If the universe is non-ethical by our present standards, we must really consider these standards and reconstruct our ethics. - H. G .Wells (English author, 1866-1946)
With large doses of speculation and expectation intertwined, the political cliff-hanger for me this week was not the timely election of a technocrat - Abdel Rahim al-Keib - as the new interim Prime Minister of Libya, or the costly tug-of-war between Syria and the Arab League over the fate of the blood-spattered popular revolts in this history-rich country. Rather, it was the fact that UNESCO became the first UN agency to admit ‘Palestine’ as a full member, coming on the heels of an application lodged by the Palestinians on 23rd September seeking UN recognition as a full member state.
So assuming that the procedural aspects of membership are duly ratified, ‘Palestine’ now joins the likes of South Sudan and the Faroe Islands as the 195th member of this Paris-based organisation. But the repercussions - also speculated and expected in advance - have already kicked in with the USA stating that it will no longer pay its membership fees which constitute one-fifth of the UNESCO annual budget. Let us recall that the USA had already boycotted this organisation from 1984 till 2003 for what the State Department described at the time as a ‘growing disparity between US foreign policy and UNESCO goals’. Besides, an American law passed in the 1990s still bars the provision of funds to any UN agency that admits Palestinians as full members before the conclusion of an Israeli-Palestinian peace pact.
Given this sense of political déjà-vu and brinkmanship, what are some cursory observations one might highlight today?
• Let me start off by stating the obvious in that the UNESCO membership is clearly viewed as part of a broader push toward international recognition for the Palestinian statehood bid at the UN and a concomitant way to ramp up the international pressure against Israel. Simply put, Palestinians and their allies view this exercise as a warm-up for the more decisive - and in my opinion less conclusive - discussions at the UN Security Council on 11th November over the admission of Palestine as a full member state.
• With widespread applause greeting the result amongst the 173 countries voting at the General Conference, 107 were in favour, 14 against and with 52 abstentions. Voting against the motion were Portugal, Colombia and the Czech Republic. Those three countries are critical since they also sit on the UN Security Council as non-permanent members and simple mathematics would indicate that if they also opposed the UN statehood bid - as they did with UNESCO - the Palestinians could fail to secure the nine votes essential for their political choice.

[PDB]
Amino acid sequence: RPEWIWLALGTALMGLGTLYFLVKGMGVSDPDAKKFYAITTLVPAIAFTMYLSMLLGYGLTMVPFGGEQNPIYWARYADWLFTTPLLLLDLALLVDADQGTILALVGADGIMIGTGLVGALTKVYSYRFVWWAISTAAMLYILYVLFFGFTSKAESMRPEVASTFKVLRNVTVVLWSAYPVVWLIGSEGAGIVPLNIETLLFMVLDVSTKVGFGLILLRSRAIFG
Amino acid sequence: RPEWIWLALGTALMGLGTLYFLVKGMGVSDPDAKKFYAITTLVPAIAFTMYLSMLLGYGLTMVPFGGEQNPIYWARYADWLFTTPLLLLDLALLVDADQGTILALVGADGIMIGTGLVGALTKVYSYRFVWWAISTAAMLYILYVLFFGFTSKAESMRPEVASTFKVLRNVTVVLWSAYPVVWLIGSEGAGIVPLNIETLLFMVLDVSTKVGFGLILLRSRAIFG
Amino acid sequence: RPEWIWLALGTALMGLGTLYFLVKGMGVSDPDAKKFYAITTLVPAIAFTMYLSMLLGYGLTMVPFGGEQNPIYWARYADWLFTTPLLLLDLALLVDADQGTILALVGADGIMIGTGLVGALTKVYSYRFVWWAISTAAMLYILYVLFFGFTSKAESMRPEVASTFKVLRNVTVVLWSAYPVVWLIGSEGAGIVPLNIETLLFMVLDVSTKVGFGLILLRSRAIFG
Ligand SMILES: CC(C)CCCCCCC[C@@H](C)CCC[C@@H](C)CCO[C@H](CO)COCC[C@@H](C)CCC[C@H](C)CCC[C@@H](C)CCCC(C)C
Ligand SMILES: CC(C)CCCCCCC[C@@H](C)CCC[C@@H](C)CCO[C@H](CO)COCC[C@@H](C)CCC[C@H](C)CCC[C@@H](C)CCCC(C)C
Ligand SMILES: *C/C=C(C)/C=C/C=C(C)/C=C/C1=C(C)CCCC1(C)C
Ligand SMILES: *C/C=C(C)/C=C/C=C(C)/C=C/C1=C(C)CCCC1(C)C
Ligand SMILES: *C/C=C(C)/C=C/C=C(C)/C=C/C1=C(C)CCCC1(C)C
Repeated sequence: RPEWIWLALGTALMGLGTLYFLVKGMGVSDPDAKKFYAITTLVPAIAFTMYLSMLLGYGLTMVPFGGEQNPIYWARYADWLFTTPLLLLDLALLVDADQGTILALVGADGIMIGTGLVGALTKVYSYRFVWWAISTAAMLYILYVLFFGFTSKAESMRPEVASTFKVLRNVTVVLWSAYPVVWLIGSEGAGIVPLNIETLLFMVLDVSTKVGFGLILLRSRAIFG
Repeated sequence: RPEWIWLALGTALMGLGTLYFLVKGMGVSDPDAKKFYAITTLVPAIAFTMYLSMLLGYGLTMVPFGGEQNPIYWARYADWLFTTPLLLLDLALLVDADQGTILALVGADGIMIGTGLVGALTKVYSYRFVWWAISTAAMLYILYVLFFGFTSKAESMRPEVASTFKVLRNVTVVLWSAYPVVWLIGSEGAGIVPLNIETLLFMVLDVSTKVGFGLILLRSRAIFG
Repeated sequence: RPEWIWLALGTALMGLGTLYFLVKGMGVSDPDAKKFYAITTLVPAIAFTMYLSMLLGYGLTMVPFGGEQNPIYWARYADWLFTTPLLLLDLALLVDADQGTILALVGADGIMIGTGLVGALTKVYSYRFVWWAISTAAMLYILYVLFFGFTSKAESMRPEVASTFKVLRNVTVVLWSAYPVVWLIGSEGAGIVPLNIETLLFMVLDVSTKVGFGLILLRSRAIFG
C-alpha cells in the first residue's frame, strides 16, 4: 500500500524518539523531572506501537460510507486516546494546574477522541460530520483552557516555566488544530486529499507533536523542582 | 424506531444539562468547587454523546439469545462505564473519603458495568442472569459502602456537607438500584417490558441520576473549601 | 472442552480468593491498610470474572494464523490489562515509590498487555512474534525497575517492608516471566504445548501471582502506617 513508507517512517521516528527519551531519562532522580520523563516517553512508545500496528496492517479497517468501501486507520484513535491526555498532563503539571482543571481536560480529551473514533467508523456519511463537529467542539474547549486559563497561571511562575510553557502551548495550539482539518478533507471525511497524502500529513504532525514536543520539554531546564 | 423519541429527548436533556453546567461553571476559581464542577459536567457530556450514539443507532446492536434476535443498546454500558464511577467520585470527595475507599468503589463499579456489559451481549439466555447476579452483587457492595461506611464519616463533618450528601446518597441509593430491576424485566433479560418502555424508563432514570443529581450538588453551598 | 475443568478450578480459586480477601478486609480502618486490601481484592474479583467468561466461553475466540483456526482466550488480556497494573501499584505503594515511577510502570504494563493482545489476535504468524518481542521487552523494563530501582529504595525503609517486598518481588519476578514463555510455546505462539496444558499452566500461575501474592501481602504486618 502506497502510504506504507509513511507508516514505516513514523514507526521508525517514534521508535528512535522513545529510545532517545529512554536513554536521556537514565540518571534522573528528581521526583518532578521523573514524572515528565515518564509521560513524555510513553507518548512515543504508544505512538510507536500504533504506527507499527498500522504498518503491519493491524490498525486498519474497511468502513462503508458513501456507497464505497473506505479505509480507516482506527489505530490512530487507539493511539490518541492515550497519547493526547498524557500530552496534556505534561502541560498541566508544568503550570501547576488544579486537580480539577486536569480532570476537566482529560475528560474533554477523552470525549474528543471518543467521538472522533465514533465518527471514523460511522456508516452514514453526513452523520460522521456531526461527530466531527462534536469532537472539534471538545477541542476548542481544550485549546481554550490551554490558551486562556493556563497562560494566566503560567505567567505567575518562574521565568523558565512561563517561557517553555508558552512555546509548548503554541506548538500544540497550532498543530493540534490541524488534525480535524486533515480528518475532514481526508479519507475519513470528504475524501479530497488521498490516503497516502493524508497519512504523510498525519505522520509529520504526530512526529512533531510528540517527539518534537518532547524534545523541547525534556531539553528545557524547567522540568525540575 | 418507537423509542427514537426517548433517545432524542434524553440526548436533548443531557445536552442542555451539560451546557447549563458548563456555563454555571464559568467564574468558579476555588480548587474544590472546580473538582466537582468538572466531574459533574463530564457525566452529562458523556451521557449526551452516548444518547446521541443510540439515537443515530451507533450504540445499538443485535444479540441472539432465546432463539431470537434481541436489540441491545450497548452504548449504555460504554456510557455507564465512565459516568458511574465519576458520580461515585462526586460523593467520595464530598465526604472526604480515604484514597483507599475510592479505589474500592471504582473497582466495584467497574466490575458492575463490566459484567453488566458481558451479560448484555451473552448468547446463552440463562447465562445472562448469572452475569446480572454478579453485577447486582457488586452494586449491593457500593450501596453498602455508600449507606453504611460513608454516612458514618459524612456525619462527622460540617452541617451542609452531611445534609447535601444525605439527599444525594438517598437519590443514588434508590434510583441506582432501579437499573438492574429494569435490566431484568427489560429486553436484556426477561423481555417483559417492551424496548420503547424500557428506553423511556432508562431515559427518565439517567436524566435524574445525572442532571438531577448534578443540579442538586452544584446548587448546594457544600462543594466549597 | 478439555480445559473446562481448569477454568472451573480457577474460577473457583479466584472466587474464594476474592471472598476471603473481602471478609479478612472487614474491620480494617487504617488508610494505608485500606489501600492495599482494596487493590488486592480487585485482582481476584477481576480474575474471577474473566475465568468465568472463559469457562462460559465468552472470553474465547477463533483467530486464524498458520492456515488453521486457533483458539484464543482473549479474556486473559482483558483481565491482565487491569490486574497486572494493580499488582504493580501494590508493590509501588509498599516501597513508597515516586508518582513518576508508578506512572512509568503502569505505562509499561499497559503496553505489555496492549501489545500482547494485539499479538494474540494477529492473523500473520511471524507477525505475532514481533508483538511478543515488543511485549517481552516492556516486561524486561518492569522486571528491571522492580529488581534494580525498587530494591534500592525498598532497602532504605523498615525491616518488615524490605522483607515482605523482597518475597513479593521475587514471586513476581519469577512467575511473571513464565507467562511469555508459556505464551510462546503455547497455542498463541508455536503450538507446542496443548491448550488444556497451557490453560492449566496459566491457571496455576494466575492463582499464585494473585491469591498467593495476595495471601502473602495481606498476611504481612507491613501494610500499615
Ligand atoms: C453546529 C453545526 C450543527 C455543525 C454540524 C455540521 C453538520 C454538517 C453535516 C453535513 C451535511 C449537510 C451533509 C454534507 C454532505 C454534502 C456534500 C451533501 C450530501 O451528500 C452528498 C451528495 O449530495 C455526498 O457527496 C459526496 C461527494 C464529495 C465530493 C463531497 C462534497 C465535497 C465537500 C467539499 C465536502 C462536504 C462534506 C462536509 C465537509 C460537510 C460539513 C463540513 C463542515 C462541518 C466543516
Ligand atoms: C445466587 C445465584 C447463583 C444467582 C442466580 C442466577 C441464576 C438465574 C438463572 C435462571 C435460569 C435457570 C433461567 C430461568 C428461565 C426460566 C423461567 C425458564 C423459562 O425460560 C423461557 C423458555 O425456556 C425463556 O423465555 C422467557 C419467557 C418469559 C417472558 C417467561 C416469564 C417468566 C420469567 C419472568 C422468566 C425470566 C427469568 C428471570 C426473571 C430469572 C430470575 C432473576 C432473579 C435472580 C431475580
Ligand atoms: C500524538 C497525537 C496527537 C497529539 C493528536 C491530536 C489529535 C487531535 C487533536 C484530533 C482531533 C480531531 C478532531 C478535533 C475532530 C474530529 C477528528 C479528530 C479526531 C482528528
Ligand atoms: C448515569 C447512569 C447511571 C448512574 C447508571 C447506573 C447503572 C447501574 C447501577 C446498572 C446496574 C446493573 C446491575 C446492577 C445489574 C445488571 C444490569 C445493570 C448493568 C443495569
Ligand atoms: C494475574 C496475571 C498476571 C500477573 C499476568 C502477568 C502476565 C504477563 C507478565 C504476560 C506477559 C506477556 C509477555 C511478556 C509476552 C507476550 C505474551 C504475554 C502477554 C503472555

• The EU showed once more that it still cannot present a coherent stance on foreign policy issues. Spain, France, Ireland, Austria, Finland and Greece voted 'yes' whilst Germany, the Czech Republic and Sweden voted 'no', and the key abstentions came from the UK, Italy and Denmark. Interestingly enough though, a possible reflection of one shift in global politics could be detected in the fact that Latvia, Iceland, Tuvalu, Nauru and other island states that have almost always stalwartly supported the USA in international fora, decided to part ways with the USA and support the motion instead.
• Arab states were instrumental in lobbying for the motion, as were the BRIC-S group of developing countries comprising China, Russia, India, Brazil and South Africa that also voted in favour of Palestinian membership.
• However, numbers aside, this qualified success by the Palestinian Authority can also be read as part of the ongoing rivalry between the PNA, led by its president Mahmoud Abbas and Hamas in Gaza. After all, Abbas had scored a psychological victory with his statehood bid at the UN Security Council, but then lost ground to Hamas over the prisoners’ swap when Gilad Shalit was exchanged for Palestinian prisoners. This breakthrough somewhat tilts the score back in Abbas’ favour - at least in important symbolic and emotive terms.